Recent research on the genetic basis of renal cell carcinoma has expanded and improved treatment options; however, personalized medicine is still largely unavailable, so future efforts should aim to link genetic knowledge with prognosis and treatment selection, according to the authors of a recent review article.
The article, written by, of the Fox Chase Cancer Center in Philadelphia, and his colleagues provides an overview of renal cell carcinoma (RCC) mutations and associated therapies, with updates of ongoing trials and a look at future directions.
“The expansion of treatment options for patients with advanced RCC over the past 15 years is a testament to enhanced understanding of the genetics and genomics of RCC and the ability to apply this knowledge to drug development,” the authors wrote in. “However, much work remains to be done as there are still no validated biomarkers to select patient treatment, and in only rare cases, the knowledge of particular mutations in RCC can lead to rational treatment selection.”
RCC accounts for approximately 80%-85% of renal tumors. About three out of four RCC patients have clear cell disease, of which about 30% develop metastases and need systemic therapy. The authors pointed out that vascular endothelial growth factor tyrosine kinase inhibitors (TKIs) have been standard first-line care for these patients since the mid-2000s, based on improved molecular understanding. Still, responses to TKIs are limited and patients eventually develop resistance. Several agents are in development to overcome this obstacle, including inhibitors of hypoxia inducible factor, which have recently shown promise. Among biomarkers for ccRCC, PBRM1 mutations may be associated with susceptibility to checkpoint inhibitors, and TSC1 could predict response to mTOR (mammalian target of rapamycin) inhibition.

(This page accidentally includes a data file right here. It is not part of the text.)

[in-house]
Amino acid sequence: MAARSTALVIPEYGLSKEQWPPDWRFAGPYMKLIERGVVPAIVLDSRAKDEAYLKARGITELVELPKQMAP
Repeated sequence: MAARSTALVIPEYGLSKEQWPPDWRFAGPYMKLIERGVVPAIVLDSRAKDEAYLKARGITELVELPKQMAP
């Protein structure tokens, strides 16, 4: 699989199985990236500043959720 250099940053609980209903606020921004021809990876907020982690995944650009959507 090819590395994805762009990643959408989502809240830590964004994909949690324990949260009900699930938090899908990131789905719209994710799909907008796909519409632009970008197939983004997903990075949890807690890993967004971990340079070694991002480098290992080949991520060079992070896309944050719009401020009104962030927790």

Along with clear cell RCC, the review article addressed topics in papillary and sarcomatoid subtypes.
Patients with papillary RCC often have MET mutations, and ongoing research is focused on associated targeted therapies. For example, savolitinib is a highly selective MET inhibitor that has shown promise in this patient subgroup.
Sarcomatoid features remain characteristic of large and aggressive tumors. Unfortunately, treatment options are currently limited in this area. Recent studies suggest that TP53 and NF2 mutations are associated with sarcomatoid differentiation.
“Future studies should explore linking genetics to prognosis, resistance to targeted therapies, and the identification of future therapeutic targets,” the authors concluded.
SOURCE: D’Avella C et al. Urol Oncol. 2018 Nov 23.